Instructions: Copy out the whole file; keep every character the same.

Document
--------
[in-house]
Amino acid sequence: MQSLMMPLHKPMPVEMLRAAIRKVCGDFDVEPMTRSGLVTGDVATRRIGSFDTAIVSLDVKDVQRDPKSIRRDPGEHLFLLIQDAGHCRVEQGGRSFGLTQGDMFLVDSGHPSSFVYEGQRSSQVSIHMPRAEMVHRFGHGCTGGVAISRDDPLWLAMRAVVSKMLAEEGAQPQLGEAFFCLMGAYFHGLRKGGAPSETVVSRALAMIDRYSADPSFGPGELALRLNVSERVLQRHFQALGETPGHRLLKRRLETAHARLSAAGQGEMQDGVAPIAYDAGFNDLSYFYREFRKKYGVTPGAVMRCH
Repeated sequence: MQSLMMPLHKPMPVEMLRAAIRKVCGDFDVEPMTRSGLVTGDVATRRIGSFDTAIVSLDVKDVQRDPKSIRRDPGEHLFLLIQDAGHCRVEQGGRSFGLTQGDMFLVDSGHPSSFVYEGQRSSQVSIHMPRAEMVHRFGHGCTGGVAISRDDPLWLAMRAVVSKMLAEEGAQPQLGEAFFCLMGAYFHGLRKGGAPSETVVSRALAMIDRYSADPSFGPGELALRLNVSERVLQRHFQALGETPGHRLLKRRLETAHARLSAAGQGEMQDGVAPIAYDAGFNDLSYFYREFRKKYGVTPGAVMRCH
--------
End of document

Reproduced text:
[in-house]
Amino acid sequence: MQSLMMPLHKPMPVEMLRAAIRKVCGDFDVEPMTRSGLVTGDVATRRIGSFDTAIVSLDVKDVQRDPKSIRRDPGEHLFLLIQDAGHCRVEQGGRSFGLTQGDMFLVDSGHPSSFVYEGQRSSQVSIHMPRAEMVHRFGHGCTGGVAISRDDPLWLAMRAVVSKMLAEEGAQPQLGEAFFCLMGAYFHGLRKGGAPSETVVSRALAMIDRYSADPSFGPGELALRLNVSERVLQRHFQALGETPGHRLLKRRLETAHARLSAAGQGEMQDGVAPIAYDAGFNDLSYFYREFRKKYGVTPGAVMRCH
Repeated sequence: MQSLMMPLHKPMPVEMLRAAIRKVCGDFDVEPMTRSGLVTGDVATRRIGSFDTAIVSLDVKDVQRDPKSIRRDPGEHLFLLIQDAGHCRVEQGGRSFGLTQGDMFLVDSGHPSSFVYEGQRSSQVSIHMPRAEMVHRFGHGCTGGVAISRDDPLWLAMRAVVSKMLAEEGAQPQLGEAFFCLMGAYFHGLRKGGAPSETVVSRALAMIDRYSADPSFGPGELALRLNVSERVLQRHFQALGETPGHRLLKRRLETAHARLSAAGQGEMQDGVAPIAYDAGFNDLSYFYREFRKKYGVTPGAVMRCH